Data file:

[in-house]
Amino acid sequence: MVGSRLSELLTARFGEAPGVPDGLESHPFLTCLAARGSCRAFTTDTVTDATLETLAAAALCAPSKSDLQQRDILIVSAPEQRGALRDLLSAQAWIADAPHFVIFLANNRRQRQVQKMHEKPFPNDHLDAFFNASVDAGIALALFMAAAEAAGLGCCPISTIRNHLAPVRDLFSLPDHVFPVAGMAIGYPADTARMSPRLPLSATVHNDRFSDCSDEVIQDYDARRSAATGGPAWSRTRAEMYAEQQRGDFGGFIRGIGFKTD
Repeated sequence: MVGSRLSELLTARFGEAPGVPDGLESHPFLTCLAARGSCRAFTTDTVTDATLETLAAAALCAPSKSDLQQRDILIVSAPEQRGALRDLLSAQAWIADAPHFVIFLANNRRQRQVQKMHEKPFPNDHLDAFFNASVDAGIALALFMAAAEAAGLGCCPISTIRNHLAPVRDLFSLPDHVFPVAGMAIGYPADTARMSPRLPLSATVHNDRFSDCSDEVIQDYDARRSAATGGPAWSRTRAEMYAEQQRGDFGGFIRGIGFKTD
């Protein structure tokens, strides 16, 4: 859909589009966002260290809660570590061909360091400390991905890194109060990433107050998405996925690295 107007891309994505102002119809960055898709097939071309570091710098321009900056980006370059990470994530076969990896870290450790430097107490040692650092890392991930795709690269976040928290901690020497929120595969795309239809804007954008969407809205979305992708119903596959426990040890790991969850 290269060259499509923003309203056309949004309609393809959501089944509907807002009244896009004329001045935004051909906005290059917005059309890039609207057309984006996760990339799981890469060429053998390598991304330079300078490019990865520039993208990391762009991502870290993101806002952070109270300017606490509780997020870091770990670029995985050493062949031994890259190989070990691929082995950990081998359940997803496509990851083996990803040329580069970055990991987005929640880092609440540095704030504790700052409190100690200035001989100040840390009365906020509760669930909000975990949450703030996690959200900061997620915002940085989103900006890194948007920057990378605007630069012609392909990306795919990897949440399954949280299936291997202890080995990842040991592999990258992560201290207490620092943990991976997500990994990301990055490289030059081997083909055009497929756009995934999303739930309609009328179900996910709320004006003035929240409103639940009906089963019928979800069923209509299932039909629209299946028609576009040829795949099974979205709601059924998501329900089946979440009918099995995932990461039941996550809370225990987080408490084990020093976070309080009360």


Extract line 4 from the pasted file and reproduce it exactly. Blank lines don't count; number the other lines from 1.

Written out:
């Protein structure tokens, strides 16, 4: 859909589009966002260290809660570590061909360091400390991905890194109060990433107050998405996925690295 107007891309994505102002119809960055898709097939071309570091710098321009900056980006370059990470994530076969990896870290450790430097107490040692650092890392991930795709690269976040928290901690020497929120595969795309239809804007954008969407809205979305992708119903596959426990040890790991969850 290269060259499509923003309203056309949004309609393809959501089944509907807002009244896009004329001045935004051909906005290059917005059309890039609207057309984006996760990339799981890469060429053998390598991304330079300078490019990865520039993208990391762009991502870290993101806002952070109270300017606490509780997020870091770990670029995985050493062949031994890259190989070990691929082995950990081998359940997803496509990851083996990803040329580069970055990991987005929640880092609440540095704030504790700052409190100690200035001989100040840390009365906020509760669930909000975990949450703030996690959200900061997620915002940085989103900006890194948007920057990378605007630069012609392909990306795919990897949440399954949280299936291997202890080995990842040991592999990258992560201290207490620092943990991976997500990994990301990055490289030059081997083909055009497929756009995934999303739930309609009328179900996910709320004006003035929240409103639940009906089963019928979800069923209509299932039909629209299946028609576009040829795949099974979205709601059924998501329900089946979440009918099995995932990461039941996550809370225990987080408490084990020093976070309080009360």